Theresa May is running out of choices. This is happening because of the choices that she once made.
The clock is ticking on our negotiations with the EU, because Theresa May triggered Article 50 sooner than was wise. We cannot make the compromises necessary to maintain the free flow of goods and people across the Irish border, because Theresa May’s election left her dependent on the DUP. She has shrinking wriggle room in her negotiations because she unilaterally ruled out almost all the alternative relationships with the EU that had been offered up as examples by the Leave campaign themselves.
Our Prime Minister has placed herself in a room, locked the door and now watches as the walls close in on her from all sides – she is so frozen with fear that she refuses simply to unlock the door and to step out of it.
That option – escape – is the only one that makes sense now. But it could end May’s premiership. It has been offered to her – in one way or another – by a truly strange coalition of the willing. The Irish Taoiseach, the Northern Irish First Minister, the Mayor of London, the First Ministers of Scotland and Wales, Keir Starmer and Ruth Davidson – each of them has offered her a way out of the shrinking room but still she grips the key and refuses to budge.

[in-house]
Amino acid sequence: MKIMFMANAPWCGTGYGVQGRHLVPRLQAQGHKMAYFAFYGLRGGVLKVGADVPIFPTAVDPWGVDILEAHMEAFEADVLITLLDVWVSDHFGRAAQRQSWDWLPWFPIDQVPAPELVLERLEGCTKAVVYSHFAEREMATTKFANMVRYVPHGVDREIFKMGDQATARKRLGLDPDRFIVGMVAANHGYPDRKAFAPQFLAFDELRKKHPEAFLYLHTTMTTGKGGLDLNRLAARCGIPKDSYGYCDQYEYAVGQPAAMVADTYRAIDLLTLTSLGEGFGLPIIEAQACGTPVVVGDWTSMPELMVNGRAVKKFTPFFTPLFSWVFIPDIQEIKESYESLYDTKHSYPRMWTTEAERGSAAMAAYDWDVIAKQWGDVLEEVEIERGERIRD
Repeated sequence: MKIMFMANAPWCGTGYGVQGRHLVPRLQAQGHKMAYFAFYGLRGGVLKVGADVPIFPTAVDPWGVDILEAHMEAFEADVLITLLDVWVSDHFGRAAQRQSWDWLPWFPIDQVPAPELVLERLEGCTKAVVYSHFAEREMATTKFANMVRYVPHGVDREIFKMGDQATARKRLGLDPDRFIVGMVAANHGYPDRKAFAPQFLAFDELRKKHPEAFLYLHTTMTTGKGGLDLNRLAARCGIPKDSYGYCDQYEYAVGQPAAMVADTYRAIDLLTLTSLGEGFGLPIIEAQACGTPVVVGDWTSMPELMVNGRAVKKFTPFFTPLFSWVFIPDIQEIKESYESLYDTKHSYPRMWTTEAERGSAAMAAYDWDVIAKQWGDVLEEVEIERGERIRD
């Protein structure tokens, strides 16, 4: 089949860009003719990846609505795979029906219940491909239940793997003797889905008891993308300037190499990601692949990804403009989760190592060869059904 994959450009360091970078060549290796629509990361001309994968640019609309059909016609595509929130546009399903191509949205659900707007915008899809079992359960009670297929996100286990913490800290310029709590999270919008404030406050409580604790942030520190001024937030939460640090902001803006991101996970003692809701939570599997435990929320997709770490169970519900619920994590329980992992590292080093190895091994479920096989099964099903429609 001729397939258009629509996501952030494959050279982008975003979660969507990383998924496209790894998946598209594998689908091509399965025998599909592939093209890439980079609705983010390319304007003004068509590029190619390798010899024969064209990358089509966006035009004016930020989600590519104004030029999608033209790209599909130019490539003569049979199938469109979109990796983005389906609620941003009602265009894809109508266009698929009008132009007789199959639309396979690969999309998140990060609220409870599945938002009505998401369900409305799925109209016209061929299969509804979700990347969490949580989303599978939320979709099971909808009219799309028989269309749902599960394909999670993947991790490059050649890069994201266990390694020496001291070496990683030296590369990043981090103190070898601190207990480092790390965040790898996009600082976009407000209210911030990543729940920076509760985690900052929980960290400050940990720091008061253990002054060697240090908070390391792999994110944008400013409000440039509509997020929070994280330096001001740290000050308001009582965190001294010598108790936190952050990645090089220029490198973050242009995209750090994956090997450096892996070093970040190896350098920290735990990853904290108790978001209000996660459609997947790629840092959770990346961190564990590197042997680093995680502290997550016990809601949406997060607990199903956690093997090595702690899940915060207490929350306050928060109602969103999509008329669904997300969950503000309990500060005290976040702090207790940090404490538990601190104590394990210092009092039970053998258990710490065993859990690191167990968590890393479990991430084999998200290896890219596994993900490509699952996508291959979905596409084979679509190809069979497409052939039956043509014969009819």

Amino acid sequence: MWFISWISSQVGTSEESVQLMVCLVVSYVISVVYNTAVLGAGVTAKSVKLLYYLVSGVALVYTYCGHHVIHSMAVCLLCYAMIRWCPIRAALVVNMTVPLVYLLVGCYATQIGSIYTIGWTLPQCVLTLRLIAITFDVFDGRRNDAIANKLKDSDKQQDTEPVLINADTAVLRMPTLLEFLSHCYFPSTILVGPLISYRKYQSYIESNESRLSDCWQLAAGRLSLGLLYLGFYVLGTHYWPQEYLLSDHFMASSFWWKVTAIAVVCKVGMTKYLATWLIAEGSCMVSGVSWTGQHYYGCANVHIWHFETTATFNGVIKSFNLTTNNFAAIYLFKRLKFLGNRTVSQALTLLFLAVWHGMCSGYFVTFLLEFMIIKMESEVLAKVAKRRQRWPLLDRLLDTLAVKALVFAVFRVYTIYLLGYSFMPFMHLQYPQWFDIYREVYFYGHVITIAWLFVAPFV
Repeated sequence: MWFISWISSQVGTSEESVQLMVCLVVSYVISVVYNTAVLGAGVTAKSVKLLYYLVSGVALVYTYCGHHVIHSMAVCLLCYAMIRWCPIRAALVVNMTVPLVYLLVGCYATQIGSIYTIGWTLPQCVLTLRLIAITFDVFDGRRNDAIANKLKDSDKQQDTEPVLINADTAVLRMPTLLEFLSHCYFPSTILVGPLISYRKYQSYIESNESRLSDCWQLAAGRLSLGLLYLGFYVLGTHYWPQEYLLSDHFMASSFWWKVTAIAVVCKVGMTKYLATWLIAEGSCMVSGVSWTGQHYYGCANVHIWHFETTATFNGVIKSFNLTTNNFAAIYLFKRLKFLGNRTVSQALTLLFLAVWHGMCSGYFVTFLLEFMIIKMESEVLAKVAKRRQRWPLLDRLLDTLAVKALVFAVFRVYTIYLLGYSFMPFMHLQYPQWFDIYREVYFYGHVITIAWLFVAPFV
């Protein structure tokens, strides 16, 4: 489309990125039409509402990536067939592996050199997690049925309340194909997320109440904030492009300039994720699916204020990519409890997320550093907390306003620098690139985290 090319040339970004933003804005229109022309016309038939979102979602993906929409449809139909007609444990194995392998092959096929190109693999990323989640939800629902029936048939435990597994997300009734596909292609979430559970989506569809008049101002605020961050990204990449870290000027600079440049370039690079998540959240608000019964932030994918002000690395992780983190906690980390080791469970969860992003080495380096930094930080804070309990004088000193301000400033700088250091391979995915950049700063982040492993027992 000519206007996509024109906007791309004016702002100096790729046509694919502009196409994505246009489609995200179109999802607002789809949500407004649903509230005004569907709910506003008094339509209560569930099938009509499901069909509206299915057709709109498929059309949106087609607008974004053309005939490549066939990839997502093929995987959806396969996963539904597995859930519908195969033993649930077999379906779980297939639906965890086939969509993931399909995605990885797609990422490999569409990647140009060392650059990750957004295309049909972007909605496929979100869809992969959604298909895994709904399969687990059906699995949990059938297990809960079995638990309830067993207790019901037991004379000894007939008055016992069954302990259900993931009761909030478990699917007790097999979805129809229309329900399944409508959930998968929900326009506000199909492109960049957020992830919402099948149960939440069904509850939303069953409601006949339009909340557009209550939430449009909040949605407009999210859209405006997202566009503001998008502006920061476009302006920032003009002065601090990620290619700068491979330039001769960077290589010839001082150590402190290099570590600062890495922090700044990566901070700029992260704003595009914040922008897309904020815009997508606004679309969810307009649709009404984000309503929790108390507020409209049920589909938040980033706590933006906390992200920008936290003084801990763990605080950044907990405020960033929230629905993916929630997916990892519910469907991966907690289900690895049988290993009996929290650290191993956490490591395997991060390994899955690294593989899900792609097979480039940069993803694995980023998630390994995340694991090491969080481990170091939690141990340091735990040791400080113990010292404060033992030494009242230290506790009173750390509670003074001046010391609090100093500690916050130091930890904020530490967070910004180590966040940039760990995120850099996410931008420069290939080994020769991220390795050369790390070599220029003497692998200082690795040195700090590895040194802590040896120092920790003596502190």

Here is the offer: The UK, as a whole, stays in the Customs Union. It is that simple. By accepting this compromise we would – at a stroke – eliminate most of the issues at the Irish border. We would keep the whole of the UK on a par, protecting the Union. We could reassure business and underline our intentions to build a ‘deep and special’ forward relationship. It isn’t perfect, but it is – broadly – the model that mainstream eurosceptics had argued for prior to June 23rd last year. And no-one actually voted to leave the Customs Union – so the shrieks of betrayal would come, but would they not be drowned out by a collective sigh of relief?
So why won’t she do this? Because in order for Theresa May to step out of her shrinking room she would have to concede that she put herself in there in the first place. That this was all voluntary. That she didn’t need to rule out – on a whim – every conceivable alternative to hard Brexit with ‘unique’ characteristics. That it was wrong to trigger Article 50 without doing any work on what should come next. And that’s an awful lot to own up to for a woman whose second favourite mantra is ‘nothing has changed’.
Nonetheless, perhaps the country (and the Tory Party) is beginning to realise that the PM is not locked in that shrinking room by herself. We’re all in there with her. And as the walls close in perhaps the pressure and the volume of the demands that she unlock the door will become too loud and too severe for her to resist. Perhaps.